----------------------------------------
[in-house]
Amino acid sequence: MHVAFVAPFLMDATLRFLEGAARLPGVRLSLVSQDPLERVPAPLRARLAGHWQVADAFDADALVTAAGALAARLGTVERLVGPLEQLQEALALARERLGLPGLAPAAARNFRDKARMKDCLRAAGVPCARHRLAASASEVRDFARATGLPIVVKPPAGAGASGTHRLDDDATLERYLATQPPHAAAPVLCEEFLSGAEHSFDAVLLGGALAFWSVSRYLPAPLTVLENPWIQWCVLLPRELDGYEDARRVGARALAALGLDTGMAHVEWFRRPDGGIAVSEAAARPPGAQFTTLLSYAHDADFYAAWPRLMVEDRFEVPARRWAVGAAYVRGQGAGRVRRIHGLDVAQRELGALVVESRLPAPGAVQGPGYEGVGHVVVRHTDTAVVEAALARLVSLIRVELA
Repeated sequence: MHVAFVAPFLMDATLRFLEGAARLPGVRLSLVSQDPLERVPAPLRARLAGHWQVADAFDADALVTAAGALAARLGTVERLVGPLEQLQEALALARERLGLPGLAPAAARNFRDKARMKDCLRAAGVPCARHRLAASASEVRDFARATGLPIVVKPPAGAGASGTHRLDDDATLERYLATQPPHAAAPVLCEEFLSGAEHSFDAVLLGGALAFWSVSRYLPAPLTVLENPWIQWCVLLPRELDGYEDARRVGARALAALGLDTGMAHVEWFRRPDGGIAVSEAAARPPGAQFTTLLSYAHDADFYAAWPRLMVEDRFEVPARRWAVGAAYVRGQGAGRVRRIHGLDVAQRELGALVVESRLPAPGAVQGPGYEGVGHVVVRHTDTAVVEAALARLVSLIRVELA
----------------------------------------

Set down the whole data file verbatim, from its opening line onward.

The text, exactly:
[in-house]
Amino acid sequence: MHVAFVAPFLMDATLRFLEGAARLPGVRLSLVSQDPLERVPAPLRARLAGHWQVADAFDADALVTAAGALAARLGTVERLVGPLEQLQEALALARERLGLPGLAPAAARNFRDKARMKDCLRAAGVPCARHRLAASASEVRDFARATGLPIVVKPPAGAGASGTHRLDDDATLERYLATQPPHAAAPVLCEEFLSGAEHSFDAVLLGGALAFWSVSRYLPAPLTVLENPWIQWCVLLPRELDGYEDARRVGARALAALGLDTGMAHVEWFRRPDGGIAVSEAAARPPGAQFTTLLSYAHDADFYAAWPRLMVEDRFEVPARRWAVGAAYVRGQGAGRVRRIHGLDVAQRELGALVVESRLPAPGAVQGPGYEGVGHVVVRHTDTAVVEAALARLVSLIRVELA
Repeated sequence: MHVAFVAPFLMDATLRFLEGAARLPGVRLSLVSQDPLERVPAPLRARLAGHWQVADAFDADALVTAAGALAARLGTVERLVGPLEQLQEALALARERLGLPGLAPAAARNFRDKARMKDCLRAAGVPCARHRLAASASEVRDFARATGLPIVVKPPAGAGASGTHRLDDDATLERYLATQPPHAAAPVLCEEFLSGAEHSFDAVLLGGALAFWSVSRYLPAPLTVLENPWIQWCVLLPRELDGYEDARRVGARALAALGLDTGMAHVEWFRRPDGGIAVSEAAARPPGAQFTTLLSYAHDADFYAAWPRLMVEDRFEVPARRWAVGAAYVRGQGAGRVRRIHGLDVAQRELGALVVESRLPAPGAVQGPGYEGVGHVVVRHTDTAVVEAALARLVSLIRVELA